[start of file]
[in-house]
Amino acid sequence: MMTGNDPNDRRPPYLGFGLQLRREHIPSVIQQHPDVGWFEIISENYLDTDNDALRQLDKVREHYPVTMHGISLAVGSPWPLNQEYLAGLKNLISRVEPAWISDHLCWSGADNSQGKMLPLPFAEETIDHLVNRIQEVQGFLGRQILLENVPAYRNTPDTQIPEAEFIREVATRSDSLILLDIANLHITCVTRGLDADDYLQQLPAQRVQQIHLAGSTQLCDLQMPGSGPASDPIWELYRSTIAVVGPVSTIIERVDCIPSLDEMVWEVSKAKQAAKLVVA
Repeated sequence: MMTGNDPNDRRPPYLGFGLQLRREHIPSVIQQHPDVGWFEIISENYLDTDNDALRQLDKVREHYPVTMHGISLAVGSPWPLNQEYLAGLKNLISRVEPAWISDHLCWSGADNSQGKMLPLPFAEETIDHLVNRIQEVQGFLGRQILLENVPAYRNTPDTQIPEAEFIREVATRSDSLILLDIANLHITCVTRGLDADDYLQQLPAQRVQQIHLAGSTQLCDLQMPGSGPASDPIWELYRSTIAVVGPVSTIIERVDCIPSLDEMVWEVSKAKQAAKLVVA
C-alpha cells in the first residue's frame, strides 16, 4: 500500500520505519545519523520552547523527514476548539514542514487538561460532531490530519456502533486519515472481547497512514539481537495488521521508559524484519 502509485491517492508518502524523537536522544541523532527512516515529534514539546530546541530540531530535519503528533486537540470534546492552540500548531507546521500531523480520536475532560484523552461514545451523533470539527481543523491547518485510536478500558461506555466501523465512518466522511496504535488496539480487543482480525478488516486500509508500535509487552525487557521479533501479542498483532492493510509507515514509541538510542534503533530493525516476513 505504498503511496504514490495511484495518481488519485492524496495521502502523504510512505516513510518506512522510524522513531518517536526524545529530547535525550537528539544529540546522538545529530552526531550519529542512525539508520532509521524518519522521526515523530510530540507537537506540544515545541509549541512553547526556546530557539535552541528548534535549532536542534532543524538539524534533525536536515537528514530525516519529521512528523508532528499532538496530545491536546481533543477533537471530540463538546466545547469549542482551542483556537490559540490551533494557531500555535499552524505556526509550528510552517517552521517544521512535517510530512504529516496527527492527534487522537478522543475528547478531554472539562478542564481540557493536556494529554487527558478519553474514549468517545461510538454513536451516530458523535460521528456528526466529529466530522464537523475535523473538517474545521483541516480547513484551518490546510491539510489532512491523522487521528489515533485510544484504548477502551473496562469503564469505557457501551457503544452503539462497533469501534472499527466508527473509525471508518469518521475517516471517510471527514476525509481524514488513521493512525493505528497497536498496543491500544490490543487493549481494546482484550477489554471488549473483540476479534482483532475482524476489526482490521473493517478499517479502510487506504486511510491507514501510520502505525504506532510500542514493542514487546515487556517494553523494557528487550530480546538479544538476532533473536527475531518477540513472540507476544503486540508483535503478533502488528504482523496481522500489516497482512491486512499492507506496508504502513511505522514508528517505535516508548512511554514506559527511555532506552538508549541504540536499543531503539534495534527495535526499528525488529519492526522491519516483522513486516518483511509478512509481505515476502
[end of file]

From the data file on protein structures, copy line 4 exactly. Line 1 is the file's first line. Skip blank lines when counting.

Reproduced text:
C-alpha cells in the first residue's frame, strides 16, 4: 500500500520505519545519523520552547523527514476548539514542514487538561460532531490530519456502533486519515472481547497512514539481537495488521521508559524484519 502509485491517492508518502524523537536522544541523532527512516515529534514539546530546541530540531530535519503528533486537540470534546492552540500548531507546521500531523480520536475532560484523552461514545451523533470539527481543523491547518485510536478500558461506555466501523465512518466522511496504535488496539480487543482480525478488516486500509508500535509487552525487557521479533501479542498483532492493510509507515514509541538510542534503533530493525516476513 505504498503511496504514490495511484495518481488519485492524496495521502502523504510512505516513510518506512522510524522513531518517536526524545529530547535525550537528539544529540546522538545529530552526531550519529542512525539508520532509521524518519522521526515523530510530540507537537506540544515545541509549541512553547526556546530557539535552541528548534535549532536542534532543524538539524534533525536536515537528514530525516519529521512528523508532528499532538496530545491536546481533543477533537471530540463538546466545547469549542482551542483556537490559540490551533494557531500555535499552524505556526509550528510552517517552521517544521512535517510530512504529516496527527492527534487522537478522543475528547478531554472539562478542564481540557493536556494529554487527558478519553474514549468517545461510538454513536451516530458523535460521528456528526466529529466530522464537523475535523473538517474545521483541516480547513484551518490546510491539510489532512491523522487521528489515533485510544484504548477502551473496562469503564469505557457501551457503544452503539462497533469501534472499527466508527473509525471508518469518521475517516471517510471527514476525509481524514488513521493512525493505528497497536498496543491500544490490543487493549481494546482484550477489554471488549473483540476479534482483532475482524476489526482490521473493517478499517479502510487506504486511510491507514501510520502505525504506532510500542514493542514487546515487556517494553523494557528487550530480546538479544538476532533473536527475531518477540513472540507476544503486540508483535503478533502488528504482523496481522500489516497482512491486512499492507506496508504502513511505522514508528517505535516508548512511554514506559527511555532506552538508549541504540536499543531503539534495534527495535526499528525488529519492526522491519516483522513486516518483511509478512509481505515476502